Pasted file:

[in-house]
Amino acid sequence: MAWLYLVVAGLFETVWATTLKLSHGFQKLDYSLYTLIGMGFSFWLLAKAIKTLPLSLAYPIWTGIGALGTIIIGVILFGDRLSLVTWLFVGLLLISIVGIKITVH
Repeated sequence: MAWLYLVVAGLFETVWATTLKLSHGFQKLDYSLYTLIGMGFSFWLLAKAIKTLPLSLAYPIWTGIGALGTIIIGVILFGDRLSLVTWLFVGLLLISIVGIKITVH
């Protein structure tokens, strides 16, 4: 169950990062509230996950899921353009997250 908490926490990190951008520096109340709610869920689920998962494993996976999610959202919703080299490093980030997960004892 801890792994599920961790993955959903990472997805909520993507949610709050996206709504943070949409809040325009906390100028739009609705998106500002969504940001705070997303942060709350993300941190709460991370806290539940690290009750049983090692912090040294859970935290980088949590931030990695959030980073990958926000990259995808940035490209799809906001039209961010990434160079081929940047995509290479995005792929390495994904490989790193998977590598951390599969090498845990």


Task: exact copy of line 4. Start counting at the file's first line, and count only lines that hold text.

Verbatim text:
């Protein structure tokens, strides 16, 4: 169950990062509230996950899921353009997250 908490926490990190951008520096109340709610869920689920998962494993996976999610959202919703080299490093980030997960004892 801890792994599920961790993955959903990472997805909520993507949610709050996206709504943070949409809040325009906390100028739009609705998106500002969504940001705070997303942060709350993300941190709460991370806290539940690290009750049983090692912090040294859970935290980088949590931030990695959030980073990958926000990259995808940035490209799809906001039209961010990434160079081929940047995509290479995005792929390495994904490989790193998977590598951390599969090498845990």